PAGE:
To many economists, the discussion of ethics seems to be beside the point. Economic analysis is sometimes perceived of as value-free and objective, while ethical judgments are normative and subjective. Such views have been debunked at length by climate economists (e.g., Howarth 2003; Dietz and Stern 2008), as well as philosophers (e.g., Putnam 2003; Kitcher 2011), and a full analysis will not be attempted here. Suffice it to note that contemporary Neoclassical orthodoxy contains myriad value-judgments, that only appear as objective from within a culture of disciplinary group-think in which alternatives are simply not entertained. The unquestioned priority given to individual freedom of choice, for example, is clearly a value judgment, in that it ranks freedom above other possible — for example, more pro-social or pro-environment — values. The methodological valuing of the elegance, precision, and “artificial crispness” (Weitzman 2009, 18) of mathematical models of optimization involves a normative and subjective judgment that these qualities are of more worth than other methodological goals, such as richness or realism. And, of course, economists should recognize the issue of opportunity cost: Research is not done in a vacuum, and the very question of our salaries and research budgets is based on decisions that value some lines of research above others. If we are absorbed in rearranging deck chairs on the Titanic when we could have helped chart another course, we will bear some moral responsibility for the ship going down.

Alternatively, we as economists may realize the relevance of ethics, but consider it to be in the domain of the Philosophy Department. Paying more attention to ethics might seem to mean that we must become versed in deontology, consequentialism, virtue ethics, Kant, Rawls, Aristotle, and the like — or at least read those economists who try to translate such material into more familiar terms. Believing that such an investment is necessary before one can take an ethical stand, however, could be compared to believing that one must invest in economics graduate training before one can be allowed to make a purchase at the grocery store. Ethics is not something owned by the philosophy department, but rather something we, inescapably, do — just as we also, by virtue of being human, participate in economic life. Continue reading…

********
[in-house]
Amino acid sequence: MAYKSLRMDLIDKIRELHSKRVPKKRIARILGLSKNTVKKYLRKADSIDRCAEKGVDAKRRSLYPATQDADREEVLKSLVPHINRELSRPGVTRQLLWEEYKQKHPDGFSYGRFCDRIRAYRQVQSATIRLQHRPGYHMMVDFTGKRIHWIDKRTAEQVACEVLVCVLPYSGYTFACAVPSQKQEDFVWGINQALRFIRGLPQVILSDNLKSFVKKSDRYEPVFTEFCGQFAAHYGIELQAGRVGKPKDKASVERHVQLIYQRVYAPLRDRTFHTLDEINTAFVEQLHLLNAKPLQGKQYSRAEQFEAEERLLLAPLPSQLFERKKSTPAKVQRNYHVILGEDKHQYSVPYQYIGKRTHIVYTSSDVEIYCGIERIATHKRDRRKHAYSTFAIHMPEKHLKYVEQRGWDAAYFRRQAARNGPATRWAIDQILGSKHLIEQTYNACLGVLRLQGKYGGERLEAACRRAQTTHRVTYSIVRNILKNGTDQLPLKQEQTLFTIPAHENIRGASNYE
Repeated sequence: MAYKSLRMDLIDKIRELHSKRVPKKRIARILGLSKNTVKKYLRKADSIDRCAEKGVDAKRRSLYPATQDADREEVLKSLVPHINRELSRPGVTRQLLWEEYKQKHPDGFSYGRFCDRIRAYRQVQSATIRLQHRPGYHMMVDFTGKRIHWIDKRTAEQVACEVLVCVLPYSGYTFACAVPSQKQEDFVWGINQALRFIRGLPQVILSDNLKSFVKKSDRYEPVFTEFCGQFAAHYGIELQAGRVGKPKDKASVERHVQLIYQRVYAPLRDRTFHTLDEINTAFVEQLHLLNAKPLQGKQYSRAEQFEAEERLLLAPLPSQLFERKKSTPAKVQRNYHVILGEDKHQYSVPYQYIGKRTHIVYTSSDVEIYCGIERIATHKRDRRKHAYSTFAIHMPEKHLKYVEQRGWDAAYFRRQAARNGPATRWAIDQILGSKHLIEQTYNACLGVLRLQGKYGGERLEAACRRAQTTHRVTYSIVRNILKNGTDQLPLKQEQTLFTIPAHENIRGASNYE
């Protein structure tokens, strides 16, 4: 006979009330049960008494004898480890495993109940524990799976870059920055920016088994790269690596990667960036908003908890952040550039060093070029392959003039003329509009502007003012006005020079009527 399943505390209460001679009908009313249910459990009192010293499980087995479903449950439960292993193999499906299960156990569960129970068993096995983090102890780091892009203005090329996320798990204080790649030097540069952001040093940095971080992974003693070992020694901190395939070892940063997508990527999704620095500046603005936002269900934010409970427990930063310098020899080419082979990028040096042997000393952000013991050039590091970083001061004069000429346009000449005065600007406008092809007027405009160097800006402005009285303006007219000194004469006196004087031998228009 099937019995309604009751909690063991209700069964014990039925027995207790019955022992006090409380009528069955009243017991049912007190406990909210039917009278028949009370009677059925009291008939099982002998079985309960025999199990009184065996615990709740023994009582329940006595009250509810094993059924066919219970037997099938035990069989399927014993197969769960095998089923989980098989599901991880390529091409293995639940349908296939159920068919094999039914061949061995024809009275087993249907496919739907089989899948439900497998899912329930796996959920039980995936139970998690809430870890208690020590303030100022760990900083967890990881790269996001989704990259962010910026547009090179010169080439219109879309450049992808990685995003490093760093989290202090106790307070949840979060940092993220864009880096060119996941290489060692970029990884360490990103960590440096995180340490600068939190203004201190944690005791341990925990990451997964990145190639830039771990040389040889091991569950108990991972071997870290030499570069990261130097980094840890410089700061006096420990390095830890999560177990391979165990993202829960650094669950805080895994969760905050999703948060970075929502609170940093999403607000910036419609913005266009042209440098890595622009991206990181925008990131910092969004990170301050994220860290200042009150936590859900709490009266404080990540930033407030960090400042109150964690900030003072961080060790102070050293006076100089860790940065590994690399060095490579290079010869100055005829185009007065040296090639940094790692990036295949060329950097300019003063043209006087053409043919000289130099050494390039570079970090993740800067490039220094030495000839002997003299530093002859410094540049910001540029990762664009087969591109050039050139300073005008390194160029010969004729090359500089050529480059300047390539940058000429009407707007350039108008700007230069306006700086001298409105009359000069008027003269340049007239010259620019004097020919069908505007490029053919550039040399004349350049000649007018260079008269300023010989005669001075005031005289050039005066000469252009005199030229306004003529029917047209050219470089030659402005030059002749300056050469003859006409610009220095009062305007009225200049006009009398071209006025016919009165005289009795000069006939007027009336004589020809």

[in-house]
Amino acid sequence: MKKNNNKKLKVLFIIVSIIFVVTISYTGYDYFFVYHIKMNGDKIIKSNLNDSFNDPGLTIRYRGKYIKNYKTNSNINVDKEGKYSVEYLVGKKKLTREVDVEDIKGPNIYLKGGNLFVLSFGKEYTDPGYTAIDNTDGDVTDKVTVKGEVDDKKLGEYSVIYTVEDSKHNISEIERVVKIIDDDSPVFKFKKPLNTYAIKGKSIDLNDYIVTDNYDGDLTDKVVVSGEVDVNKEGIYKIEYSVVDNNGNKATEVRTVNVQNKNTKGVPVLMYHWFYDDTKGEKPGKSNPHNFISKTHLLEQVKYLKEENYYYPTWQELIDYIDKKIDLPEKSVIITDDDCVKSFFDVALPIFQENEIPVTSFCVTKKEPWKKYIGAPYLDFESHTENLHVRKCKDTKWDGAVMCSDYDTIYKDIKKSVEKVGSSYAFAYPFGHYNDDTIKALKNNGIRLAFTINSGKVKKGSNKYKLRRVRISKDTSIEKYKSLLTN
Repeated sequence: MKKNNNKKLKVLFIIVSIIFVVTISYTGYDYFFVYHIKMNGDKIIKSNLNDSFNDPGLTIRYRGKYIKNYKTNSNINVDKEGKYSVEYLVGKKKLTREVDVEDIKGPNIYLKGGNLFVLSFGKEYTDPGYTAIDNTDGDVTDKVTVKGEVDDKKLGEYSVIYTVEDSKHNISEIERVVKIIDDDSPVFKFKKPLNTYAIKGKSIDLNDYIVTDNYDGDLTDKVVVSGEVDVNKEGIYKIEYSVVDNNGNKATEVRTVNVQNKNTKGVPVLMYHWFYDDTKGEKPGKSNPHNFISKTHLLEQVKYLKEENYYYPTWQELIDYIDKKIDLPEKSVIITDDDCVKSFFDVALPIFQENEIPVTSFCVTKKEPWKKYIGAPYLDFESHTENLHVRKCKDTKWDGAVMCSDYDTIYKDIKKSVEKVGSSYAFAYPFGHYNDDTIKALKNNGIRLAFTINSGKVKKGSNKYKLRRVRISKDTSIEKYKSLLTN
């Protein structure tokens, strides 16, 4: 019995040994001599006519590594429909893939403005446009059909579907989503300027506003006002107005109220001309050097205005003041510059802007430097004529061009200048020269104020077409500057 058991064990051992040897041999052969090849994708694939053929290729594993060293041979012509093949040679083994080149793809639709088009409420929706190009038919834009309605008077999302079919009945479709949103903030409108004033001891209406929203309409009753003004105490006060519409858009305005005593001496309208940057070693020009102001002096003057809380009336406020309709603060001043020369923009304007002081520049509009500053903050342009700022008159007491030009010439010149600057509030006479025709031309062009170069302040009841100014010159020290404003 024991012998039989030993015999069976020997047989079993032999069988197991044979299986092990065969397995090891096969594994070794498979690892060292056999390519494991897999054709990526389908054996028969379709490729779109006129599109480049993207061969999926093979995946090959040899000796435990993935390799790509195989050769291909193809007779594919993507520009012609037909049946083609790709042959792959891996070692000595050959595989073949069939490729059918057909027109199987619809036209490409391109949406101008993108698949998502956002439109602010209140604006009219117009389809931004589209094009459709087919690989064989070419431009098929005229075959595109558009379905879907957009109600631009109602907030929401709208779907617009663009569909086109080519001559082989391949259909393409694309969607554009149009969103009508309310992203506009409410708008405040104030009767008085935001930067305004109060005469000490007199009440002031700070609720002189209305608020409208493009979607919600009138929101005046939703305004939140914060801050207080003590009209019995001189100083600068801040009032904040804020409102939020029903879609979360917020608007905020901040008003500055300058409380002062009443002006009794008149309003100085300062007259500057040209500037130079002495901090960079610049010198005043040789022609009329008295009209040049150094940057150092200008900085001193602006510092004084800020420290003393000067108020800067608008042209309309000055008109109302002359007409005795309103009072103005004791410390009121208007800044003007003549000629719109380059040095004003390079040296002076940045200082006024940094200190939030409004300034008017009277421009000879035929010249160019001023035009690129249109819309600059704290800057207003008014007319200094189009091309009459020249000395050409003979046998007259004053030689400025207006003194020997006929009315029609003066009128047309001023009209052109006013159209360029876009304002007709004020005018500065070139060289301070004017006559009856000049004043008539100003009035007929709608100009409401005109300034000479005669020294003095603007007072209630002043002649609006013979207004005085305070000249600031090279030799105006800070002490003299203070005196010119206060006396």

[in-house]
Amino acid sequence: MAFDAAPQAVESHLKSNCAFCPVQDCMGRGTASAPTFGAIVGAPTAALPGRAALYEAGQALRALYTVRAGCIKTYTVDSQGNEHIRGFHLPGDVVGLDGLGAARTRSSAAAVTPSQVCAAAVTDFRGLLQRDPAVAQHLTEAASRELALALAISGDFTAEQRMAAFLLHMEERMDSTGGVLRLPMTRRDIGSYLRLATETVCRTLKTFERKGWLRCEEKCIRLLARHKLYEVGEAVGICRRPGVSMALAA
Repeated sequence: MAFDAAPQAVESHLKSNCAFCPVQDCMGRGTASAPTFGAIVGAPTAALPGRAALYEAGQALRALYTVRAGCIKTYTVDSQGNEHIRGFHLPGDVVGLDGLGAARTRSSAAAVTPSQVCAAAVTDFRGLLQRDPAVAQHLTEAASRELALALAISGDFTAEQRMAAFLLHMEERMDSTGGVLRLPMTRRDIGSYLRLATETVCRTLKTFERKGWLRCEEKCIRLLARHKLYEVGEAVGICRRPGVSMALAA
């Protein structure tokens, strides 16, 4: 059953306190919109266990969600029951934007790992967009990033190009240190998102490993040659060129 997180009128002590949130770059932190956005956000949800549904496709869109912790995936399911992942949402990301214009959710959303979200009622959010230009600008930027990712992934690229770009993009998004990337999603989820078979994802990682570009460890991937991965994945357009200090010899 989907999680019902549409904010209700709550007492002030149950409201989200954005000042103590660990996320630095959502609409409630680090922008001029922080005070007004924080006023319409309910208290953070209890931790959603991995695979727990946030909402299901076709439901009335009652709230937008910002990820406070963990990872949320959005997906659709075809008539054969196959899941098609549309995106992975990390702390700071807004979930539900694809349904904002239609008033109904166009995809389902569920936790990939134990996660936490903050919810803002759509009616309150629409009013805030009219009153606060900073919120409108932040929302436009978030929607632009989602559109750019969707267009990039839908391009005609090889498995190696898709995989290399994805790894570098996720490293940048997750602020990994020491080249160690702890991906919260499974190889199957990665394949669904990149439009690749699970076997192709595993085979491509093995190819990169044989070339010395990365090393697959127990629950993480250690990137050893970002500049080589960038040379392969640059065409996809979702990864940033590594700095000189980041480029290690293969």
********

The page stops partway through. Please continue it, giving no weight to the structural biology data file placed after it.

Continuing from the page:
Ethics and the Economist: What Climate Change Demands of Us

The following is based on Julie Nelson’s  paper for E3 Network, Ethics and the Economist: What Climate Change Demands of Us.

Climate change is changing our world. Not only is it changing our physical world, but also our intellectual, social, and moral worlds, in ways that we could not have imagined a generation or two ago. The science of climate change, and the political impasses associated with dealing with it, demonstrate that we are in a profoundly unsafe, interdependent, and uncertain world. We are already experiencing levels of greenhouse gases, the likes of which have not been seen on earth for at least 800,000 years. We are facing a need for globally coordinated action that humans, having evolved in smaller groups of kin and nation, have never before attempted. We are—contrary to our usual processes of learning or transformation—facing a problem of having to act in advance, instead of after, actually experiencing the consequence of our actions. We are, if we are honest about it, facing the possibility that all the skills and knowledge we’ve gained through our physical and social evolution and scientific investigations to date may not be adequate, or of the right kind, to save the human race (and the rest of the life on the planet) from catastrophic, dislocating changes. Continue reading…